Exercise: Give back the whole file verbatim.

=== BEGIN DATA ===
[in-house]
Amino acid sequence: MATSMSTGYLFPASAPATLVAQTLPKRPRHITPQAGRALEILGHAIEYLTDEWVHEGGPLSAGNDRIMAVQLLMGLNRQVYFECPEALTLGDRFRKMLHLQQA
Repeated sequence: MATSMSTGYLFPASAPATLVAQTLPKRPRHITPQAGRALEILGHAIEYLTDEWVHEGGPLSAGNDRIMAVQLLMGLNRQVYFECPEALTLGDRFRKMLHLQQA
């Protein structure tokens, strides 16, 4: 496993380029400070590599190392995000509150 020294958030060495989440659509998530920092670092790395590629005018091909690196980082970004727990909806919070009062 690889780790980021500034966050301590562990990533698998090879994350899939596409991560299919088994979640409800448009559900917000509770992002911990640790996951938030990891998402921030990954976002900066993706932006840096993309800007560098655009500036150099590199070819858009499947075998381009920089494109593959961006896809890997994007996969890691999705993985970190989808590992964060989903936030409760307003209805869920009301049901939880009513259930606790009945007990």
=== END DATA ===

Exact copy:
[in-house]
Amino acid sequence: MATSMSTGYLFPASAPATLVAQTLPKRPRHITPQAGRALEILGHAIEYLTDEWVHEGGPLSAGNDRIMAVQLLMGLNRQVYFECPEALTLGDRFRKMLHLQQA
Repeated sequence: MATSMSTGYLFPASAPATLVAQTLPKRPRHITPQAGRALEILGHAIEYLTDEWVHEGGPLSAGNDRIMAVQLLMGLNRQVYFECPEALTLGDRFRKMLHLQQA
């Protein structure tokens, strides 16, 4: 496993380029400070590599190392995000509150 020294958030060495989440659509998530920092670092790395590629005018091909690196980082970004727990909806919070009062 690889780790980021500034966050301590562990990533698998090879994350899939596409991560299919088994979640409800448009559900917000509770992002911990640790996951938030990891998402921030990954976002900066993706932006840096993309800007560098655009500036150099590199070819858009499947075998381009920089494109593959961006896809890997994007996969890691999705993985970190989808590992964060989903936030409760307003209805869920009301049901939880009513259930606790009945007990």